Hospital law may limit future South Beach project

Miami /
Jan.January 14, 2009 10:32 AM

A city charter amendment on the use of former hospitals may derail a
developer’s plans to turn South Beach Hospital into a mixed-use
shopping mall, the Miami Beach city attorney’s office said Monday.

Russell Galbut, president of residential condominium company Crescent Heights, wants to invest more
than $200 million renovating the 10-story South Beach Hospital, scarred
since Hurricane Wilma hit in October 2005 and empty since the state
closed it down in March 2006. Galbut wants to merge it with a future
mixed-use commercial project called 600 Alton Road that
stretches from Fifth Street to Eighth Street between Alton Road and
West Avenue.

Galbut is seeking zoning that allows commercial use, residential
apartments, hotels and entertainment. He says his current proposal is
two-thirds the size he’s now entitled to build. “We down-zoned to
comply with [Miami Beach’s charter],” Galbut told the Land Use
Committee, which consists of four city commissioners, during its January
12 meeting.

But City Attorney Jose Smith said the hospital district charter amendment may force Galbut to redesign his project.

An irate Galbut said this was the first time he heard Smith’s opinion,
even though he repeatedly asked for one. “Really, we got sandbagged,”
he said.

Two charter amendments threaten to limit Galbut’s project. The first is
the Save Miami Beach amendment, which requires a voter referendum for
any increase in density on Miami Beach.

The second amendment is commonly referred to as the hospital amendment.
Properties zoned as hospital have a floor area ratio of 3, the highest
category in Miami Beach. (Floor area ratio, or FAR, is used to
calculate the future density of a parcel.) Under the hospital
amendment, once a hospital ceases being a hospital, the property
reverts to the ratio of the parcels abutting it.

The hospital amendment was passed by voters in January, roughly a year
after Mount Sinai Medical Center’s board of directors announced its
intent to sell the Miami Heart medical campus and solidify its right to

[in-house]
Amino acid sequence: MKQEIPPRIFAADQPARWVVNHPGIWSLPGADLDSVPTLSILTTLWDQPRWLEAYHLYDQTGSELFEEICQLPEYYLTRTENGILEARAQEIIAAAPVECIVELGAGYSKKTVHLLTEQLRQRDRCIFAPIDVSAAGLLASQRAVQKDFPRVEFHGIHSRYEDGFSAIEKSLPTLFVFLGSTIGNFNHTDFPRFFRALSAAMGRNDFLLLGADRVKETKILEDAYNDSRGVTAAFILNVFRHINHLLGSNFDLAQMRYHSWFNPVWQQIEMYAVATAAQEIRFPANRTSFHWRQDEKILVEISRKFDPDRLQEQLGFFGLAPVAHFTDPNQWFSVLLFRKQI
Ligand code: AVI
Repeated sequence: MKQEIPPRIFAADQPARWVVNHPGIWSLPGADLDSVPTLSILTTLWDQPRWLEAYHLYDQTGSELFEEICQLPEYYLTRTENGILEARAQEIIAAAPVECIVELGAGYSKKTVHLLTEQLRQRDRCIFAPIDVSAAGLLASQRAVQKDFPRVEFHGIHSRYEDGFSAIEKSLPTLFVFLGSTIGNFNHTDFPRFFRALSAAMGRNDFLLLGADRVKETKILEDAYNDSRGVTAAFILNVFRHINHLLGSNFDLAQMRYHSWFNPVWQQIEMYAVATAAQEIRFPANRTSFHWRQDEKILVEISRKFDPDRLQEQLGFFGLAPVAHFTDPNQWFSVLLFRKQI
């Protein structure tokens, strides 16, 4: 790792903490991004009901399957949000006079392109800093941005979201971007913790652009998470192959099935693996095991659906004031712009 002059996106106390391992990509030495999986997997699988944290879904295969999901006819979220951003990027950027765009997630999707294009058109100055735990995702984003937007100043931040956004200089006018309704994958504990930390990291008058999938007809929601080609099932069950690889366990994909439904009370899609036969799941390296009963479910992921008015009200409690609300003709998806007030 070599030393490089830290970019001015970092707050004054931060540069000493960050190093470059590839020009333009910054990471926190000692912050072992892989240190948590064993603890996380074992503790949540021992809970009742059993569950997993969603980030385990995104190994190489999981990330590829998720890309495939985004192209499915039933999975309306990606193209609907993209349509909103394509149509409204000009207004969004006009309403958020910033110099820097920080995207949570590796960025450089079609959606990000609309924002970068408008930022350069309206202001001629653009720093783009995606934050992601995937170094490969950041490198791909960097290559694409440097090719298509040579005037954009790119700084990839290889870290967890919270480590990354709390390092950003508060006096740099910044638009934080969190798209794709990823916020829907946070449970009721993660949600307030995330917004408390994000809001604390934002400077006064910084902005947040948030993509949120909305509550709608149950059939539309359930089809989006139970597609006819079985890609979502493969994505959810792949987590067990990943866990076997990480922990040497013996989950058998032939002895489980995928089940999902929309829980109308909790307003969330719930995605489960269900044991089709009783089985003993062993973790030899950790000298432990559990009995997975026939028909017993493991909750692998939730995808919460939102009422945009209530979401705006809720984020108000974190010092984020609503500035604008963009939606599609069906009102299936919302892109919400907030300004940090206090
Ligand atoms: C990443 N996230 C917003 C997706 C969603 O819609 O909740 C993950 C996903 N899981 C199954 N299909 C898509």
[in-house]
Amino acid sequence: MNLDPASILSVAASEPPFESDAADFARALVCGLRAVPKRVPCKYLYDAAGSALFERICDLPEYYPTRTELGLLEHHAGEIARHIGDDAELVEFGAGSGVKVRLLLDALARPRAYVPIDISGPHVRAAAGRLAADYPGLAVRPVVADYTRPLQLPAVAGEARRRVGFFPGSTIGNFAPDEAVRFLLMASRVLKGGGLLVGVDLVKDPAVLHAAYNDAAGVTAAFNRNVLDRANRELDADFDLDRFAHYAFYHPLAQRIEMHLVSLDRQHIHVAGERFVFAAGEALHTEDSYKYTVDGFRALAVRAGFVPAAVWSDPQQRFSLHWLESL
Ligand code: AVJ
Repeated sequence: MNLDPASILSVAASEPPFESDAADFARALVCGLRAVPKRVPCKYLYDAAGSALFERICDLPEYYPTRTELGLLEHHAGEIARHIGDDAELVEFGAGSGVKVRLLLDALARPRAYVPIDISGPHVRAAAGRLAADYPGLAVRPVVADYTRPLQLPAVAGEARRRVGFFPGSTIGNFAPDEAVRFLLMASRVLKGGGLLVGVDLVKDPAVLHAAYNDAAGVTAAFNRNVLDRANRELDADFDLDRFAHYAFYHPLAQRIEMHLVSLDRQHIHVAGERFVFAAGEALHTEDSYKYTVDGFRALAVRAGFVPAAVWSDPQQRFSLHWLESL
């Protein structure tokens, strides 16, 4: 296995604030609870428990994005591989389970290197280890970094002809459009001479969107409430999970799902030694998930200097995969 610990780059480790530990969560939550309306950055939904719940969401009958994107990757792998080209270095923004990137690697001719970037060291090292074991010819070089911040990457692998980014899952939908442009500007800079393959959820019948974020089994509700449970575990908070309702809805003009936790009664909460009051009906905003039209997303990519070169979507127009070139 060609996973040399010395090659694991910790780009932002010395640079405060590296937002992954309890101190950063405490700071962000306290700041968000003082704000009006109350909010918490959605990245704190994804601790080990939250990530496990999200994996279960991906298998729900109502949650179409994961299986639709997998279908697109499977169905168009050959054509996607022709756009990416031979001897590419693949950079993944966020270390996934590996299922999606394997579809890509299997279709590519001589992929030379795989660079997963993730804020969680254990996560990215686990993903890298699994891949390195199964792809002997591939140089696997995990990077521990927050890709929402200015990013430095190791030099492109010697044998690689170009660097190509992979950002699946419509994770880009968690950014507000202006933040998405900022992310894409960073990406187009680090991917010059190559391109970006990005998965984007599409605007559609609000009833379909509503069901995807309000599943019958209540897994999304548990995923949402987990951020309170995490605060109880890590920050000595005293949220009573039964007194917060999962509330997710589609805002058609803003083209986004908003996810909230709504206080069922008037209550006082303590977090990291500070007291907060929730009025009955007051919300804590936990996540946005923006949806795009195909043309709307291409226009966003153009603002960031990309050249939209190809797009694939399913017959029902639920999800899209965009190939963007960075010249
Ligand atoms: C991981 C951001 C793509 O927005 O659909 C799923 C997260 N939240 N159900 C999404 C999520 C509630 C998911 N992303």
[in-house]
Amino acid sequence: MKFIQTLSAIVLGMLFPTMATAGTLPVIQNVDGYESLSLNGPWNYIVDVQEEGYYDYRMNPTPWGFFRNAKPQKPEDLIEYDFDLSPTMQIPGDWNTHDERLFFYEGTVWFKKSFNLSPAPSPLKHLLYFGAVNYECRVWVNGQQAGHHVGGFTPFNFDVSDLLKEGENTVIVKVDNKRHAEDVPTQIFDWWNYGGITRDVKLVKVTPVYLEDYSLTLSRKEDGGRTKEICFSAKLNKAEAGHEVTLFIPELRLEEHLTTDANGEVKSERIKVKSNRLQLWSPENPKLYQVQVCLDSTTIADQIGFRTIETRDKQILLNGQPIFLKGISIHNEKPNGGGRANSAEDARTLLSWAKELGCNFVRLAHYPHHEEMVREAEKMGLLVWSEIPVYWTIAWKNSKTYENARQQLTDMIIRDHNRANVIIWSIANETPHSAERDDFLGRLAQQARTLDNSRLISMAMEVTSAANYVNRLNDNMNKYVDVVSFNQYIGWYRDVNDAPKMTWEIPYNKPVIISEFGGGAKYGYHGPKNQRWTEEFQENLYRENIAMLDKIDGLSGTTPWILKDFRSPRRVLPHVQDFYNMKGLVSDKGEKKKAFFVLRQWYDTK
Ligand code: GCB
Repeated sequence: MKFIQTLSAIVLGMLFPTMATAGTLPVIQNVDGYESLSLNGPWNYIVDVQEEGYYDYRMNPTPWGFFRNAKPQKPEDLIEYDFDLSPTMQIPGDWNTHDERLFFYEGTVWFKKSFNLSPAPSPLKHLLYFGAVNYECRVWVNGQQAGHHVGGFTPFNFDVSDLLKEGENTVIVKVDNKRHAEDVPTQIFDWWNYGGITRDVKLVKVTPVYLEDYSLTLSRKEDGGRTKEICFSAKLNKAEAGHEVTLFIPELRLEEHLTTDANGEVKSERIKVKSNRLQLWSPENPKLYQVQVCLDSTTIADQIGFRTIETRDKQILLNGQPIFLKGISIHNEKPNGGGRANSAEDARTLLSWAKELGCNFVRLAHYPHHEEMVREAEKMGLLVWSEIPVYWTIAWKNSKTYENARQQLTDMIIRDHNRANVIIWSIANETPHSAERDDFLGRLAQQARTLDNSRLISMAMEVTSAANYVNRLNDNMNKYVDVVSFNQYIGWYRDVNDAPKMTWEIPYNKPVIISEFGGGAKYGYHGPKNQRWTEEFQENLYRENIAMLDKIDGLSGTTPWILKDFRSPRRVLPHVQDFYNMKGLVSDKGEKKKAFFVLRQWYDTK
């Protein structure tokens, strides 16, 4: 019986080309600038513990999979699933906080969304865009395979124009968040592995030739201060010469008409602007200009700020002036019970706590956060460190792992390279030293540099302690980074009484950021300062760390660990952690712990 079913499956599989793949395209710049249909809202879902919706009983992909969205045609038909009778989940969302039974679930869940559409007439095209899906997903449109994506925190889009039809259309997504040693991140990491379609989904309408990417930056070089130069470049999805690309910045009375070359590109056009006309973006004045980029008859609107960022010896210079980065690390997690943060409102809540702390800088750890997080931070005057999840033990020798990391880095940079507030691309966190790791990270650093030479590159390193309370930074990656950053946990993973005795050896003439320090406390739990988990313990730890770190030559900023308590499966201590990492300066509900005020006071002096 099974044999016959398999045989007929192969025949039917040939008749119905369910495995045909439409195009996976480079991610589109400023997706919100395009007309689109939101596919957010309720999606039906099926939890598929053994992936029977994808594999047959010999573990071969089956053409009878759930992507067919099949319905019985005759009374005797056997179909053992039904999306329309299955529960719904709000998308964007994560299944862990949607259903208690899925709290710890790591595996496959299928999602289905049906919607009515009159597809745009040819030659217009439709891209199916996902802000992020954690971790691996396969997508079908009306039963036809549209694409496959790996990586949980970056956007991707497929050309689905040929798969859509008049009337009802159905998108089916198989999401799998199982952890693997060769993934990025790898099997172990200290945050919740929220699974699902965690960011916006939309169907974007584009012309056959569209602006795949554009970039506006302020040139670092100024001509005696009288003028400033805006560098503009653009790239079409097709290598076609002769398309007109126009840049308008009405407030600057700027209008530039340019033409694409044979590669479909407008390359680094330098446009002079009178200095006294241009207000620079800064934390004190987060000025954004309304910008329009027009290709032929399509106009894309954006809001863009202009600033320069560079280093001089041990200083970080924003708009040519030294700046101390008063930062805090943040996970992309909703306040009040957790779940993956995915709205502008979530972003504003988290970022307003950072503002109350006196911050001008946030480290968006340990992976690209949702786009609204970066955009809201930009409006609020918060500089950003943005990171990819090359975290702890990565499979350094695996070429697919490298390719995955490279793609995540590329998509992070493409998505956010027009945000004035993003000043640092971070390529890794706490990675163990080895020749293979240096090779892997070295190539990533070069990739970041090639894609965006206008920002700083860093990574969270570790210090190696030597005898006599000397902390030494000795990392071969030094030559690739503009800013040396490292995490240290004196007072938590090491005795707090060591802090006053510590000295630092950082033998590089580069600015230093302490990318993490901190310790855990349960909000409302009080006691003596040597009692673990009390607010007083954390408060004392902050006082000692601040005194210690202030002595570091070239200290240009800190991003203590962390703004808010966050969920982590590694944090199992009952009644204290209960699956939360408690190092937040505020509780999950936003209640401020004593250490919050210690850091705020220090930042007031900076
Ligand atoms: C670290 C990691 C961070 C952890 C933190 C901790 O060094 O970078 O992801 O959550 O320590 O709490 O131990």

develop a 10-story building on the site. Residents of the neighboring
Mid-Beach single family neighborhoods clamored for a down-zoning. Miami
Heart’s future zoning became the biggest issue of Miami Beach’s
November 2008 election, with candidates in favor of controlling the
zoning of former hospitals emerging victorious.

Galbut sought an FAR of 2.0 for the 105,198-square-foot lot where South
Beach Hospital stands, which matched the density for a 52,500-square-foot residentially zoned parking lot owned by Galbut that’s adjacent to
the hospital.

But Smith says another parcel also owned by Galbut, a parking lot
59,569-square-feet in size, is next to the former hospital. Zoned
commercial, that lot has an FAR of 1.5. Smith says at least part of the
future hospital may need to have a lower ratio, like the hospital lot,
rather than the residential lot, which would allow greater density.

Galbut’s attorney, Neisen Kasdin, a former mayor of Miami Beach, says
in cases where the law isn’t clear, state law rules “in favor of the
property owner.”

Commissioner Saul Gross, though, fears that the current roads will not
be able to accommodate the traffic 600 Alton Road will generate.
Commissioner Victor Diaz, while generally in favor of the project, said
he will not go against Smith’s interpretation and is reluctant to
weaken the hospital and Save Miami Beach charter amendments. “I will
not prostitute the city charter for any project,” he said.

Diaz also feared that discussing the issue further may only provide
Galbut more ammunition if the issue does go to court. “Anything we say
now can and will be used against the city as is fully within his

In the end, the Land Use Committee encouraged Smith to provide Galbut a written opinion to delineate his options.

Galbut said he just wants to have an idea what can be built on his
properties. “We are happy to do what the city wants but they have to
tell us what they want.”

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